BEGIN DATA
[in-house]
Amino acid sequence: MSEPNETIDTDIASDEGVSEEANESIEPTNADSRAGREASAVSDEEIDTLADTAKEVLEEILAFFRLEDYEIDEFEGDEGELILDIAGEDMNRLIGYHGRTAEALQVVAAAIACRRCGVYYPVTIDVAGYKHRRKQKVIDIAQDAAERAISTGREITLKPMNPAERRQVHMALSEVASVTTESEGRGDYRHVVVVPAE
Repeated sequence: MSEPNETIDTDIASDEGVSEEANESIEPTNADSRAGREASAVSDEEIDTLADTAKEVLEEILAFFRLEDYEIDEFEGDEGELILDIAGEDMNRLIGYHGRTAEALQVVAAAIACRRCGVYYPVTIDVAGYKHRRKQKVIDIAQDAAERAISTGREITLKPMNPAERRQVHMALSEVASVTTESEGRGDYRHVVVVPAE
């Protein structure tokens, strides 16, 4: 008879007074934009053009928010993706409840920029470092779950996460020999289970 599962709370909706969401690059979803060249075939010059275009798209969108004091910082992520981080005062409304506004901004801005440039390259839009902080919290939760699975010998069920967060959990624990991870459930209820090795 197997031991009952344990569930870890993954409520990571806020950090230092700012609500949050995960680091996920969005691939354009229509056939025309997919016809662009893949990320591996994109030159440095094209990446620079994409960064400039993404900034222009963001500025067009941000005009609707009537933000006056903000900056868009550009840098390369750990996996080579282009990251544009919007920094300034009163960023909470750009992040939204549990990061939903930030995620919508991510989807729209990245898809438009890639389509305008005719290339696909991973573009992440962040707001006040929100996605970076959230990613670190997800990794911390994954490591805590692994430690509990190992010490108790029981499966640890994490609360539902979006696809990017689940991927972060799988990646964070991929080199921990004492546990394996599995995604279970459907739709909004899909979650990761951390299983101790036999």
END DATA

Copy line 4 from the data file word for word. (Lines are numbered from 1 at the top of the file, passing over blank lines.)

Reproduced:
């Protein structure tokens, strides 16, 4: 008879007074934009053009928010993706409840920029470092779950996460020999289970 599962709370909706969401690059979803060249075939010059275009798209969108004091910082992520981080005062409304506004901004801005440039390259839009902080919290939760699975010998069920967060959990624990991870459930209820090795 197997031991009952344990569930870890993954409520990571806020950090230092700012609500949050995960680091996920969005691939354009229509056939025309997919016809662009893949990320591996994109030159440095094209990446620079994409960064400039993404900034222009963001500025067009941000005009609707009537933000006056903000900056868009550009840098390369750990996996080579282009990251544009919007920094300034009163960023909470750009992040939204549990990061939903930030995620919508991510989807729209990245898809438009890639389509305008005719290339696909991973573009992440962040707001006040929100996605970076959230990613670190997800990794911390994954490591805590692994430690509990190992010490108790029981499966640890994490609360539902979006696809990017689940991927972060799988990646964070991929080199921990004492546990394996599995995604279970459907739709909004899909979650990761951390299983101790036999």